Otherwise, the two-time Pro Bowl cornerback might demand a trade, though Hall stopped short this week of making a final statement about his future with Atlanta.
"I can't do this no more," Hall said. "I won't do this no more, let me say that. I will not be a part of a losing team another year, no matter what I got to do, no matter who hates me, whatever. I won't be a part of a losing team again, not if I can help it. "
"We went from one extreme of having a coach who played music in practice and a guy you could sit down and have a conversation with to the furthest extreme possible with a coach that don't even want to look at you in the face," Hall said. "Walks past you and doesn't even say anything to you. Never smiled."
Mora, now coaching the secondary in Seattle, led Atlanta to the NFC title game in 2004, his first season and Hall's rookie year. But the Falcons missed the playoffs in 2005-06, going 15-17.
Hall, a former No. 8 overall draft pick, grew so tired of what he described as an unapproachable attitude from Petrino that he still doesn't regret their sideline fight in Week 3.
Despite holding Carolina's Steve Smith without a catch in the first half, Hall was called for two personal fouls and 67 yards in penalties against the star receiver on a third-quarter possession that contributed largely to Atlanta's 27-20 loss.
When he came to the sideline after the Panthers' drive ended with a game-tying touchdown, Hall engaged in a shouting match with Petrino. Teammates had to drag Hall away from Petrino, who later fined his cornerback $100,000.
Hall also believes he was justified to carry a poster of imprisoned quarterback Michael Vick onto the Georgia Dome field two weeks ago, but he won't appeal his $10,000 fine from the NFL.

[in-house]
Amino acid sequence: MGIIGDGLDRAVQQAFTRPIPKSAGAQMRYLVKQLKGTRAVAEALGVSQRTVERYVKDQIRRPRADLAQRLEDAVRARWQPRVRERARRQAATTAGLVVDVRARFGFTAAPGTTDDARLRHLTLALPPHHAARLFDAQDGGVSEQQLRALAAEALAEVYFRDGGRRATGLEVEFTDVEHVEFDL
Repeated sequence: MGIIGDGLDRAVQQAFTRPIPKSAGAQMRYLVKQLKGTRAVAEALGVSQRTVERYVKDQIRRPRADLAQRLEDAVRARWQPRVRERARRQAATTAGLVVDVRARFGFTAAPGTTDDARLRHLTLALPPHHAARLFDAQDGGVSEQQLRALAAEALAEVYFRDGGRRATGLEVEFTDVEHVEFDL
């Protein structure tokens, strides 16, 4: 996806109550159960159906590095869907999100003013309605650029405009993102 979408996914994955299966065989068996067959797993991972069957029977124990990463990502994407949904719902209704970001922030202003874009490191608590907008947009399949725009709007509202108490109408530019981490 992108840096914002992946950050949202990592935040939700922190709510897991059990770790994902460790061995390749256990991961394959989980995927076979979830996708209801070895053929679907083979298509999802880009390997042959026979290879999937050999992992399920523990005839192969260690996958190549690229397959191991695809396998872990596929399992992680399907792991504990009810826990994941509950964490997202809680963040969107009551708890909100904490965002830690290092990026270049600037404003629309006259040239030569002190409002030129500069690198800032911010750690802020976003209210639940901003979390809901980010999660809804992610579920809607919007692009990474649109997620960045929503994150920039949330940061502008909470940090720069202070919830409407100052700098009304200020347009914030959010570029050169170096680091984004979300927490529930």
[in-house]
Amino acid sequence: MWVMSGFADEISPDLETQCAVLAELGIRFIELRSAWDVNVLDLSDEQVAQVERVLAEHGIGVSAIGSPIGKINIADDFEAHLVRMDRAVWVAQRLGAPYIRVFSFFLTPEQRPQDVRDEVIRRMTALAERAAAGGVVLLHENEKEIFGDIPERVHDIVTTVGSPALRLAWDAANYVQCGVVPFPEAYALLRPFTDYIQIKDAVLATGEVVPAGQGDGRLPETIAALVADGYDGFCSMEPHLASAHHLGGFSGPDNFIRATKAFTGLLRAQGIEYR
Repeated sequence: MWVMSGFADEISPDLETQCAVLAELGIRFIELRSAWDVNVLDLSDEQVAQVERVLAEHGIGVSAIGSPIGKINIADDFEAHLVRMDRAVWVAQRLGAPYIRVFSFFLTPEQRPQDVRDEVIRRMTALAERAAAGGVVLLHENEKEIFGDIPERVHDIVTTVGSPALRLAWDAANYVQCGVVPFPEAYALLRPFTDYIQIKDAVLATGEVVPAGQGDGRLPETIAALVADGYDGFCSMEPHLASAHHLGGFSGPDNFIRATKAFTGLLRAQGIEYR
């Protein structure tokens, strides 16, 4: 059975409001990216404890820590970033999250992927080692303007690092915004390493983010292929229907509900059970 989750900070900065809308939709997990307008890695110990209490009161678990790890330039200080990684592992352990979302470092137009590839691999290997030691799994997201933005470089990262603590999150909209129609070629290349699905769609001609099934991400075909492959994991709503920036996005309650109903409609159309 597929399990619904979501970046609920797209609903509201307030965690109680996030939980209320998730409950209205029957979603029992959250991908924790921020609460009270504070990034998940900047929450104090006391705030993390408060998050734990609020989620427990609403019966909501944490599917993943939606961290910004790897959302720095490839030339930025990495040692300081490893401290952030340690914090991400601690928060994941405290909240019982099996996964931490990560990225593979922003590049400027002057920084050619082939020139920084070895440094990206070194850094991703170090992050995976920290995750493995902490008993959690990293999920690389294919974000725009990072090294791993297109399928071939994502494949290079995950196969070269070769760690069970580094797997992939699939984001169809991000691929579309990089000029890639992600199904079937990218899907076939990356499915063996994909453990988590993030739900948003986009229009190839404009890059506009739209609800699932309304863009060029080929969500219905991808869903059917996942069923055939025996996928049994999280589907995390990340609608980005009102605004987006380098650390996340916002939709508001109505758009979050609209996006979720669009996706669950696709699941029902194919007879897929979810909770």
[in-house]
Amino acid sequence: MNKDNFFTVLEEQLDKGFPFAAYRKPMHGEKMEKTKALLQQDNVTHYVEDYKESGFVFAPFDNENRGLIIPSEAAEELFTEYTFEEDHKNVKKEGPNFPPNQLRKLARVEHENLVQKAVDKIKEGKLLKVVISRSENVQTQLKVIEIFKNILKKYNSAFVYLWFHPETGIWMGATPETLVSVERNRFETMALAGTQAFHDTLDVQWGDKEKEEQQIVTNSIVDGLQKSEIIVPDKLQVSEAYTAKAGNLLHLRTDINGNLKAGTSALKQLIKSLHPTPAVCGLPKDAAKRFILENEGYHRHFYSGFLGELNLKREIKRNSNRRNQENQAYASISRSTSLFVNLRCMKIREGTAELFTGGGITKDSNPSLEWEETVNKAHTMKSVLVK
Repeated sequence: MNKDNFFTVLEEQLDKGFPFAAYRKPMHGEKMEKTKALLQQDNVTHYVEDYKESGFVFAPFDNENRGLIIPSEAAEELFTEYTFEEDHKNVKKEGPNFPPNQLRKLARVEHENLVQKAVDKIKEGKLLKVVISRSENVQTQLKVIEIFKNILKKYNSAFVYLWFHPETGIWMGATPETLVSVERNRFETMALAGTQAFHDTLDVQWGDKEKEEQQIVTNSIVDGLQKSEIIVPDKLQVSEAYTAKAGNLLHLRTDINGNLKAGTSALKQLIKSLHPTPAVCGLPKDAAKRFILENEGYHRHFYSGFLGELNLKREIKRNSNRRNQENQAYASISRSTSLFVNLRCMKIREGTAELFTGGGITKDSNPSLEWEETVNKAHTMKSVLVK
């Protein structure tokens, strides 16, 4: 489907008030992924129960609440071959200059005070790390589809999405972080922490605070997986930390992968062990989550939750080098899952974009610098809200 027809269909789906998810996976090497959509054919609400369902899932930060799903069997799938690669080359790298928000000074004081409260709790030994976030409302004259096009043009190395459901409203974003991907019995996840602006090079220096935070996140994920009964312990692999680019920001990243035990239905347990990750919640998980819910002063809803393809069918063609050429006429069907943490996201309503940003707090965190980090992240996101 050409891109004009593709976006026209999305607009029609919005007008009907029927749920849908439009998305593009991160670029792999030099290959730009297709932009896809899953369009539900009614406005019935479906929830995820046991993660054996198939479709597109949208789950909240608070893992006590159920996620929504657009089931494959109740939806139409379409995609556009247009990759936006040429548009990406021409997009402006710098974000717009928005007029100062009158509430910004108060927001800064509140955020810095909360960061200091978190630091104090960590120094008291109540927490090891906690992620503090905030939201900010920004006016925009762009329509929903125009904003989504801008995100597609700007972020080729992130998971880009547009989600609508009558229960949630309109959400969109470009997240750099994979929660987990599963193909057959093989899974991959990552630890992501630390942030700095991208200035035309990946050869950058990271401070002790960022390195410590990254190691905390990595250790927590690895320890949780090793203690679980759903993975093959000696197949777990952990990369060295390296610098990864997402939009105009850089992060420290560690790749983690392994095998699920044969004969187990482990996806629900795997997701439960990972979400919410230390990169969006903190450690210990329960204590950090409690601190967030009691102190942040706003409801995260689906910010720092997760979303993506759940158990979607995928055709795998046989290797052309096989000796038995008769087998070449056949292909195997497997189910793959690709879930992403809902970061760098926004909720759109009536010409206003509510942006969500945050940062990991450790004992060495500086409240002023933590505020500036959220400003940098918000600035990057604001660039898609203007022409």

It might seem that Hall, who has one season remaining on a six-year contract that's paid over $30 million in salaries and bonuses, has little leverage to demand a trade. But his persistent willingness to "be brutally honest," as he puts it, could alienate the next coach and cause the replacement for general manager Rich McKay to trade him.
Asked about Bill Parcells, who earlier this week backed out of an agreement to become the Falcons' director of football operations, Hall offered no compliments.
"You've got to understand, too, that this is a new generation, a new kind of player," Hall said. "The rah-rah, threatening (approaches) don't really work no more ... I don't know him personally. All is I know is what I've heard from players who were with the Jets, New England and (Dallas)."
Hall likes Petrino's interim replacement, Emmitt Thomas, who has worked as Atlanta's secondary coach since 2002. But Thomas, at 65, doesn't want to pursue the job full-time.
"I don't think it's come to, 'Get me out of here right now,"' Hall said. "I wouldn't say that, but it's just that the offseason ... (is) definitely going to be interesting to see who we bring in, what free agents are available to go after, what draft picks we make to try to get better."
Copyright 2007 by The Associated Press